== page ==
This is their son Ondoy and his wife Arlene and two girls.  Arlene was baptized last April.  She is more active than Ondoy.  We are hoping they will make it to the temple before President Tanner goes home.  He is good friends with them as well.
It was a very special time for us to be with these dear people.  They notice and appreciate everything you say and do.
I taught the two girls behind me and the two boys.  The girl on the far left is their sister who is in college.  They are a marvelous family.  And dear Sister Lanzaderas is in front.  The sweetest sister ever.

Then we went to see Sister Segovia.  She is the sister that Elder Teh talked about in April 2014 conference.

To quote:  "Last January my sweetheart, Grace, and I received an assignment to visit the members in the Philippines who were devastated by a major earthquake and a super typhoon."

At the end of his talk he says:  "May I conclude with the story of a 73-year old widow whom we met during our trip to the Philippines:  "When the earthquake struck the island of Bohol, the home that she and her late husband had worked so hard to build crumbled to the ground, killing her daughter and grandson.  Now alone, she needs to work to support herself.  She has started taking in laundry (which she does by hand) and has to go up and down a good-sized hill several times a day to fetch water.  When we visited her she was still living in a tent.

These are her words:  Elder, I accept everything that the Lord has asked me to pass through.  I have no hard feelings.  I treasure my temple recommend and keep it under my pillow.  Please know that I pay a full tithing on my meager income from doing laundry.  No matter what happens, I will always pay tithing."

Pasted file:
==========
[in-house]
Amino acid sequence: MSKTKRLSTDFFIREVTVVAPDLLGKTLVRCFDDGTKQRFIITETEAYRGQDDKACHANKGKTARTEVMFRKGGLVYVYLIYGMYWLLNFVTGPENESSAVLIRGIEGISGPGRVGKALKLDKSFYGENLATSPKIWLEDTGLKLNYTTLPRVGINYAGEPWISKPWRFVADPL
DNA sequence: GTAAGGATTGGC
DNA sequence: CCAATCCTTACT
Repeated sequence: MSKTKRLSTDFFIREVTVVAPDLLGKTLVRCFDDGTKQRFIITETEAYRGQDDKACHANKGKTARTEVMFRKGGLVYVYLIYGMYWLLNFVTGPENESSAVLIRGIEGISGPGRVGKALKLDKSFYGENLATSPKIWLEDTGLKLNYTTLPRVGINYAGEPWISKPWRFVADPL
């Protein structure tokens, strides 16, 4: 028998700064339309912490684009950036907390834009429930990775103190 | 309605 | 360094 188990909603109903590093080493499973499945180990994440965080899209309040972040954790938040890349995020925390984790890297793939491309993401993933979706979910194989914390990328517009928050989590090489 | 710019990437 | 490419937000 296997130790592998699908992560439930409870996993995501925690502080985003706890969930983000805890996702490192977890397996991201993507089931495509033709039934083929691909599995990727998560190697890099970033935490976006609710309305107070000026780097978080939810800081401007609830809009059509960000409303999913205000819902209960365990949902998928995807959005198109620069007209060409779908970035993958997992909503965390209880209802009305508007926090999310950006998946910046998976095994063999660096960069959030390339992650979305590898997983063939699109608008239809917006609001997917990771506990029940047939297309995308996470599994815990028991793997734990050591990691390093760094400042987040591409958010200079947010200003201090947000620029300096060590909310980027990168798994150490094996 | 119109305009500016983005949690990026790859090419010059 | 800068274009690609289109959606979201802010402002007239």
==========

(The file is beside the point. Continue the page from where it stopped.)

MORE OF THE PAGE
Since then someone has built this small home for her.  It is very meager but it does have something to sit on and I think a bed.
 Elder and Sister Bell and her sister and husband who just came to visit, built this chicken coop.  This week they are going to buy her 10 chickens.  This is her new way to bring in income.  But she said it is too hot in the middle of the day.  Don't know what they will do about that. I am not sure this project is going to work but I hope it does.  She also has to pay 100 pesos to rent the ground and she doesn't have anything.  Not sure how sue will handle that either.  We helped her out a little.
             This is where the house was and the tent behind.  The shack on the right is where she cooks.
                                 A better view of where she lives now.

                        Foundation of what use to be home, chicken coop and where she cooks.

         This is how she cooks with a fire.  But she is now out of rice.  We gave her some pesos.

                                    When we left she insisted on walking down the hill.
That is quite the slippery hill she goes up and down.  I noticed an older boy there and she said that was her grandson.  She said he is a member but he doesn't always go to church.  And then she said, I can't say anything because I wouldn't be worthy to take the sacrament.

Very hard to say goodbye.